The restructuring of IBTA also created the need to establish and strengthen channels of dialogue with agriculturalists and peasants, the end users of the technology; as well as with NGOs and corporations, the intermediary users of the institution.

The NGOs had been established at the end of the 1980s as an important actor in rural areas, since they went into places that had been abandoned by the state during this period when public support for the rural sector was reduced (Córdoba, & Jansen, 2015). IBTA was structured according to a traditional model – called Agricultural Extension Service – which followed a linear model of technology transfer and went from experiment stations to regional extension offices. Later, IBTA’s extension work was eliminated and consequently its regional offices were closed. The concept of pre-assistance – in which, in theory, the NGOs established a relationship with IBTA to train the trainers – was established, leading to the privatization of agricultural extension services. Nevertheless, as a researcher who was with IBTA during this period recalls, rarely was there real coordination with the NGOs since they worked within specific projects, which often did not coincide with the technology available from IBTA.

At this time, it was said that IBTA should train the trainers. The trainers were the extension workers from the NGOs, […], but I would say that it worked partially because the objectives of the NGOs and IBTA’s objectives of transfer did not always coincide. Different approaches appeared, each from the dimension of the NGO, so doing what we wanted to do from the point of view of research was not possible. For example, IBTA wanted to promote its varieties and the NGO established in our area of influence did not necessarily take into account this activity, its activity was to complete, what can I say, a micro-environmental project, I don’t know […]3 (Interview, December 6, 2011).

After implementation of the Law of Popular Participation of 1994, which promoted a process of decentralization, municipal governments became key actors in rural development (Arellano-Lopez, & Petras, 1994). The NGOs then used their experience to support the municipal governments, especially in participative planning processes and local development (Agencia de Cooperación Internacional de Japón, JICA, 2004). This was partially due to their exponential growth during the neoliberal period and, on the other hand, the multiple spaces left by the state when it retracted during this period. According to interviews with various IBTA researchers, although this institution never had strong support from the national government, during the 1990s it lost its autonomy from the governments in power. Labor instability, low salaries, and growing political interference in the selection of administrative personnel were characteristic of this period. IBTA reduced its workforce by 40% and jobs became spoils to reward political sympathizers, while, according to various interviews, researchers’ scientific and technical training lost its relevance. One researcher interviewed at the Patacamaya station, 100 km from La Paz, illustrates how political interference affected the staff selection process at IBTA:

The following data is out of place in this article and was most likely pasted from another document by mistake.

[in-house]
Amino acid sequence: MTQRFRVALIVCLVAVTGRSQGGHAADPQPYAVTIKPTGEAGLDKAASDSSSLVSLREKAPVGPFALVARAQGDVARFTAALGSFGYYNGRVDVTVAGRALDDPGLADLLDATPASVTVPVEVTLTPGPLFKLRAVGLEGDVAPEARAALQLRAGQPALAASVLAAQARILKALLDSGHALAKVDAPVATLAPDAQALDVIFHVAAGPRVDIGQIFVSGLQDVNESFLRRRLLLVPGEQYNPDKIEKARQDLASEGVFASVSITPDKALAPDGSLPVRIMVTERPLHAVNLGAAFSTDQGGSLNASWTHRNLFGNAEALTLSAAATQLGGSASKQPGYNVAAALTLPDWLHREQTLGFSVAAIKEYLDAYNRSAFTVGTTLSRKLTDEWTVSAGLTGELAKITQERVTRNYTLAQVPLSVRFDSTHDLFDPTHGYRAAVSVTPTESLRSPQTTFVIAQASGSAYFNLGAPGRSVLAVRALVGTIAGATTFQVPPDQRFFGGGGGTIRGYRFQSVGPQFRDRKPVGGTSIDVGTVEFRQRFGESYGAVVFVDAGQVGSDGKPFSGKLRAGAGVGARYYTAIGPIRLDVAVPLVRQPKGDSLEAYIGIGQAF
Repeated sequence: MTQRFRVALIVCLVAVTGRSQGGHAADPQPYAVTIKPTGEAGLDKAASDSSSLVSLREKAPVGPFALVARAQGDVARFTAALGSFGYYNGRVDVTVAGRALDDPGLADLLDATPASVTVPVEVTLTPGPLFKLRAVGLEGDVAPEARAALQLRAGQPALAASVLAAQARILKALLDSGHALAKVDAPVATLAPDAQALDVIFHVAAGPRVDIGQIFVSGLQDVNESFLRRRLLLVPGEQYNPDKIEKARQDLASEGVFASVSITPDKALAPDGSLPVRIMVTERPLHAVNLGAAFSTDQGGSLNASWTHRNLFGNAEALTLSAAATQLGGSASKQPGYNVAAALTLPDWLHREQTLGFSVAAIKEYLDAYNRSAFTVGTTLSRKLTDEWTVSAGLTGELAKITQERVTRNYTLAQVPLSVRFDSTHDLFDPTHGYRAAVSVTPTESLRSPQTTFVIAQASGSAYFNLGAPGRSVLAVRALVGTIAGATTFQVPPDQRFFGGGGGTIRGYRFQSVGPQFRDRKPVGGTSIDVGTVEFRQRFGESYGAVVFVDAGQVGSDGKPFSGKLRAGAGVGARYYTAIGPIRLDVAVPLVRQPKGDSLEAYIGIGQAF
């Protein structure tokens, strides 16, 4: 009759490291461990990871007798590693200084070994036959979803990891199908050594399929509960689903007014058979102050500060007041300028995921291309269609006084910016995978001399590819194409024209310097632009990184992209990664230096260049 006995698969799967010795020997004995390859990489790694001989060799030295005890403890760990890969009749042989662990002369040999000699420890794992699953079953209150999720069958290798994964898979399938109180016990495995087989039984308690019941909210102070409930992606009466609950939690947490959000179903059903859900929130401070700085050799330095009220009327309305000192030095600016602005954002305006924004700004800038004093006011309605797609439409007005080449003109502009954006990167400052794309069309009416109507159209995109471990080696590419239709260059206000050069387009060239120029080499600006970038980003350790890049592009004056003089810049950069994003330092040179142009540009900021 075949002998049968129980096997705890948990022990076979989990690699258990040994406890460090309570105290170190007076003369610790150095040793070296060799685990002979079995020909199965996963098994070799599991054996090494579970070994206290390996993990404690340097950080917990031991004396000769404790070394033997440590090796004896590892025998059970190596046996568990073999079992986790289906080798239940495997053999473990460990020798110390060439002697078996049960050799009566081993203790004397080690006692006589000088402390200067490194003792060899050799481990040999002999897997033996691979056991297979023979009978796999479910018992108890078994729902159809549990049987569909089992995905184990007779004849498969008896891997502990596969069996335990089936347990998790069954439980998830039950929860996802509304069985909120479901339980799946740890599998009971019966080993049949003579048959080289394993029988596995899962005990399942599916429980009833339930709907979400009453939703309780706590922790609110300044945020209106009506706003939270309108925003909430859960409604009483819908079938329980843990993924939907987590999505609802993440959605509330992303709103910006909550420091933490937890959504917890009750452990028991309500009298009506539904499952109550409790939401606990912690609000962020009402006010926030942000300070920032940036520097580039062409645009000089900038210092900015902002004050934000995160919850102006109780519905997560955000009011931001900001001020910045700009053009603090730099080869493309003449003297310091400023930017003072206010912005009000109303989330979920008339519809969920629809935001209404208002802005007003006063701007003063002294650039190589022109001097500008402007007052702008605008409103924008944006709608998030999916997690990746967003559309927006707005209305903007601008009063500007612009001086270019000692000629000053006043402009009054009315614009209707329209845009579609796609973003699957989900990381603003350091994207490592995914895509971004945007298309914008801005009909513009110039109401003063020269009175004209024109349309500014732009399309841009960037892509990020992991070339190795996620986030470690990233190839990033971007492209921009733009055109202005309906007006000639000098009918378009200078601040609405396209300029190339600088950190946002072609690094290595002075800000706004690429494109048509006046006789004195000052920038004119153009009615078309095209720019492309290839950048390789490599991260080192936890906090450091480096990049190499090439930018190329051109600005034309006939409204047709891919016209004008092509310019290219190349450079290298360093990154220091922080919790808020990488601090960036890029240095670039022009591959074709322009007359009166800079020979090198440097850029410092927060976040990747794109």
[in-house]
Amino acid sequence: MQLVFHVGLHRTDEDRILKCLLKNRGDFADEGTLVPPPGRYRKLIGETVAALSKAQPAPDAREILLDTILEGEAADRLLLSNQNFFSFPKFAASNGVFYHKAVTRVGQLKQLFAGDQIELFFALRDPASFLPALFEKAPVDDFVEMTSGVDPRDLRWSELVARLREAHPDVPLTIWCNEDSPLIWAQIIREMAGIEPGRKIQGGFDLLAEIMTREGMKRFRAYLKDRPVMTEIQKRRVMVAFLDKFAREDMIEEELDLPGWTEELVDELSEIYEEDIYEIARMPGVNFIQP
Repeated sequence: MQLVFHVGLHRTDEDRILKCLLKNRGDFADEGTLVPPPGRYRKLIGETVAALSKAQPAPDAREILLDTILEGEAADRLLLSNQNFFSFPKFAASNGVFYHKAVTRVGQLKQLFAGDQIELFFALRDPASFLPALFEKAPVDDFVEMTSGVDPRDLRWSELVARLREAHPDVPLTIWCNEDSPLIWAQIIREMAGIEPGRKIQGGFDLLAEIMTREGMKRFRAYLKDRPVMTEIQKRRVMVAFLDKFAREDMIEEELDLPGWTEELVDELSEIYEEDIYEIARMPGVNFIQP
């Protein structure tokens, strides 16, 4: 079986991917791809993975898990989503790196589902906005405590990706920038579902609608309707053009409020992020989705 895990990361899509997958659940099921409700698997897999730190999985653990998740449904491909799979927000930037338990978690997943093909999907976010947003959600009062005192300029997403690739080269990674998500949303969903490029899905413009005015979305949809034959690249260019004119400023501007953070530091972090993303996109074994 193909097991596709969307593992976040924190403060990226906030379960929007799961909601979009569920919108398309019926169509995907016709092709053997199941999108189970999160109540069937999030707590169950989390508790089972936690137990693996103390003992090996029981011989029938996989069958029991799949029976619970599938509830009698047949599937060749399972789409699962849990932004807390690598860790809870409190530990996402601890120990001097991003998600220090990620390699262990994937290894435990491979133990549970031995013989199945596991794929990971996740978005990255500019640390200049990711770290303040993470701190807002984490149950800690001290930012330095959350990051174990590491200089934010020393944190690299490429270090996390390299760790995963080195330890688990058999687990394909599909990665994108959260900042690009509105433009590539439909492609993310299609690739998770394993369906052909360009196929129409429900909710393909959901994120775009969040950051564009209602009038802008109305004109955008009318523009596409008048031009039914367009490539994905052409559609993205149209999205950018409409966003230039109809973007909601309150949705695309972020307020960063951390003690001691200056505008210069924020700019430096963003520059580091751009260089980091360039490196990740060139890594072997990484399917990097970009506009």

Until 1990, until then, IBTA was a technical institution, with its autonomy, more or less, you could have a career. That is, the technicians were promoted according to their merits. But afterwards there was political interference from the governments. This is what ruined IBTA. These were neoliberal governments, even with a populist orientation, but just the same they placed their people and practically ruined it. There were alliances of some [political] party with the Ministry of Agriculture, and, for example, it turned out that the person who was my boss, the head of the station in Patacamaya, was my undergraduate student at the university.4 (interview, December 6, 2011).